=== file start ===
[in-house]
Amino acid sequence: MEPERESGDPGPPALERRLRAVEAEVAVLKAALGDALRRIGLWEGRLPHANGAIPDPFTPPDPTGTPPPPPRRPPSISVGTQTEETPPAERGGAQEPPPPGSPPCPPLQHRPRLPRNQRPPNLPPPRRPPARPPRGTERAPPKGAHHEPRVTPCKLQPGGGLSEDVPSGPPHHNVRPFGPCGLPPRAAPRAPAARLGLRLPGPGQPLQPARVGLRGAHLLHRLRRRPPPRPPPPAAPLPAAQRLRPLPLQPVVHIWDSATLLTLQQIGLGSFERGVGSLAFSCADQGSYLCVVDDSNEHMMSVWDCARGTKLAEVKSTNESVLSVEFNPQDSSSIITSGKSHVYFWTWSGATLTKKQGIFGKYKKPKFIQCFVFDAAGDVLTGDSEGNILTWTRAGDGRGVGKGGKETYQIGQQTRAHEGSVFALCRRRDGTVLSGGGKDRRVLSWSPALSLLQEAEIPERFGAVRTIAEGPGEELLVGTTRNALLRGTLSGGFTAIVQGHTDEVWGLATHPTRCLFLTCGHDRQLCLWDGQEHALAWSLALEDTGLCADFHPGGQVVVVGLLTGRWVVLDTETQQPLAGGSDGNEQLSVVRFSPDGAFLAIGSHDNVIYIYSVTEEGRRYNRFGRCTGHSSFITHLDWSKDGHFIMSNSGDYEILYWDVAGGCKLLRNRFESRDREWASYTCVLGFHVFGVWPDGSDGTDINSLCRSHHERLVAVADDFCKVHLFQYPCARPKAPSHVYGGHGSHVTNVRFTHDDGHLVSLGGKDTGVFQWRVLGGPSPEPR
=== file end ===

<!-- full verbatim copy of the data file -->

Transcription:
[in-house]
Amino acid sequence: MEPERESGDPGPPALERRLRAVEAEVAVLKAALGDALRRIGLWEGRLPHANGAIPDPFTPPDPTGTPPPPPRRPPSISVGTQTEETPPAERGGAQEPPPPGSPPCPPLQHRPRLPRNQRPPNLPPPRRPPARPPRGTERAPPKGAHHEPRVTPCKLQPGGGLSEDVPSGPPHHNVRPFGPCGLPPRAAPRAPAARLGLRLPGPGQPLQPARVGLRGAHLLHRLRRRPPPRPPPPAAPLPAAQRLRPLPLQPVVHIWDSATLLTLQQIGLGSFERGVGSLAFSCADQGSYLCVVDDSNEHMMSVWDCARGTKLAEVKSTNESVLSVEFNPQDSSSIITSGKSHVYFWTWSGATLTKKQGIFGKYKKPKFIQCFVFDAAGDVLTGDSEGNILTWTRAGDGRGVGKGGKETYQIGQQTRAHEGSVFALCRRRDGTVLSGGGKDRRVLSWSPALSLLQEAEIPERFGAVRTIAEGPGEELLVGTTRNALLRGTLSGGFTAIVQGHTDEVWGLATHPTRCLFLTCGHDRQLCLWDGQEHALAWSLALEDTGLCADFHPGGQVVVVGLLTGRWVVLDTETQQPLAGGSDGNEQLSVVRFSPDGAFLAIGSHDNVIYIYSVTEEGRRYNRFGRCTGHSSFITHLDWSKDGHFIMSNSGDYEILYWDVAGGCKLLRNRFESRDREWASYTCVLGFHVFGVWPDGSDGTDINSLCRSHHERLVAVADDFCKVHLFQYPCARPKAPSHVYGGHGSHVTNVRFTHDDGHLVSLGGKDTGVFQWRVLGGPSPEPR